Hulk Smash!

Marvel makes up for 2003's Hulk with a solid summer action movie

As a character concept, Marvel Comics' Incredible Hulk is deceptively complicated; more than just a lumbering green behemoth who likes to smash things, the Hulk is Id unleashed, the reptilian brain on hormonal overload given terrible, unmitigated vent. And then there's his alter ego, the comparatively frail and feckless Bruce Banner, a lifelong milksop nascently endowed with the power of gods, yet thus robbed of that spark which defines those who would call themselves man.

Or so it all seems, in any case. And the latest film version of the The Incredible Hulk—essentially a reboot of Ang Lee's much-maligned version of Hulk from 2003—considers these and other Promethean enigmas, but with a succinctness and a flair for visceral expression often missing from the prior film.

Lest you've somehow missed out on the four-color delights of Marvel mythology, the Hulk is an outrageously powerful man-monster, the rage-driven doppelgänger of brilliant scientist Banner (Edward Norton), who first awakens the creature inside him through a gamma radiation experiment gone horribly awry.

Banner is a man on the run at the outset of The Incredible Hulk, perpetually evading the long arm of his arch nemesis, Gen. Thaddeus "Thunderbolt" Ross (William Hurt, sporting a ferocious handlebar 'stache); pining for the love of his erstwhile sweetheart, Ross' daughter Betty (Liv Tyler); and corresponding via e-mail with "Mr. Blue," a fellow gamma scientist whose research holds some promise for a cure.

In the wake of the sometimes laboriously over-considered plot of Lee's film, that set-up is nearly perfect in its simplicity. Reduced to its basic elements, The Incredible Hulk is naught but a Fugitive-esque chase movie that turns inward when one of the men in Ross' charge, a special-ops officer named Emil Blonsky (Tim Roth), is subjected to the same gamma energies that wrought havoc with Banner's physiology, transforming him into a huge near-reptilian creature that is a greater threat than the Hulk.

Of the early Hulk reviews, a few have chided the film for being too much the actioner, as if director Louis Leterrier were eschewing the melodrama and soul-searching and convoluted backstory of Hulk number one to the point of obscuring the substance of the original Hulk mythos. Those criticisms are ill-founded, first because the movie is peopled with fine actors (with Norton, Hurt, and Roth constituting an impressive troika in their starring roles) who lend solid performances; and also because the script, while simple, isn't stupid. Norton's Banner doesn't have to dither or wax poetic about how much it sucks to be the Hulk; we see it in his thoughtful bearing, in the way he drinks in, with quiet yearning, a photo of his lost love, in the way he clings desperately to the sparse hopes offered by his correspondence with Mr. Blue.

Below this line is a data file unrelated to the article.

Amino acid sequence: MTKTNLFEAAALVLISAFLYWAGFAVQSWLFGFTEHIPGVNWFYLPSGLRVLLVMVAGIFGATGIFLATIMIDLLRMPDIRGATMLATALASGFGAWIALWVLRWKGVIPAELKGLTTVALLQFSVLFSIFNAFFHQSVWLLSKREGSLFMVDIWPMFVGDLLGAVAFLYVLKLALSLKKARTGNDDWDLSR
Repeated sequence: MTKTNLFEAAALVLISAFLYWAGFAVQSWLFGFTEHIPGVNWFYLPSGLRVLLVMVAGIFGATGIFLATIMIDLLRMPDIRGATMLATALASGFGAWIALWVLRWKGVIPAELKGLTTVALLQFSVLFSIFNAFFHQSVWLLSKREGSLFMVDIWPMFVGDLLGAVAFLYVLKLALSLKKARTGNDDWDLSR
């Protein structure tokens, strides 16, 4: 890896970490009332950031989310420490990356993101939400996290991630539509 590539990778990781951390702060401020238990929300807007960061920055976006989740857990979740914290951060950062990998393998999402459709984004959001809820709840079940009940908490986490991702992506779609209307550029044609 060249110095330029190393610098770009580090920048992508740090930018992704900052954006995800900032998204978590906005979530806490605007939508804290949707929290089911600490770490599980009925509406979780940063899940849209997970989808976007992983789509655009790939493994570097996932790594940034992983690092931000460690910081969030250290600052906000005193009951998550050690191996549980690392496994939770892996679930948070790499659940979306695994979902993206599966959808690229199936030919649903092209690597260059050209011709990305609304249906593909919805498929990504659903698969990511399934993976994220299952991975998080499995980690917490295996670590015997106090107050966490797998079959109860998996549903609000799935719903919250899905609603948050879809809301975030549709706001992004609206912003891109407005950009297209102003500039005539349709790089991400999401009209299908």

And remember—at its heart, the very animating notion of the Hulk character cries out for an action movie, even more so than most other superhero concepts. Anyone unable to partake in the base pleasures of witnessing Id run brutally amok has no business taking a seat in a chill theater with the Big Green Guy on tap in the first place.

Director Leterrier (The Transporter, Unleashed), meanwhile, has proven himself to be a capable action director. No one will ever mistake him for Lee, a consummate cinematic artiste. But then Lee, of The Ice Storm and Sense and Sensibility and Brokeback Mountain fame, has yet to demonstrate the very specific sort of directorial chops necessary to essay successful mainstream, meat-and-potatoes blockbuster fare. His most notable "action" movie, Crouching Tiger, Hidden Dragon, was a lovely arthouse phenomenon that fortuitously caught fire; its bravura wire-fu martial arts production numbers were more about visual poetry than real violence.

And make no mistake; there is little poetry to be had when the Hulk and Blonsky (aka the Abomination) collide, explosively, in this film's final act. Their climactic battle—rendered by some surprisingly effective CGI—is as rousing and joyously blood-mad as any in movie memory, right up through the culminating moment when our pea-colored hero roars his infamous battle cry.

This year's Iron Man may have been wittier and more character driven; and the forthcoming Dark Knight installment of the Batman series will surely boast more Grand Guignol artistry and high drama. But measured in terms of sheer visceral potency—a potency balanced with some appropriately dark psychological undertones, and just enough storytelling smarts—The Incredible Hulk is top-tier popcorn entertainment. Hulk smash, yeah boy.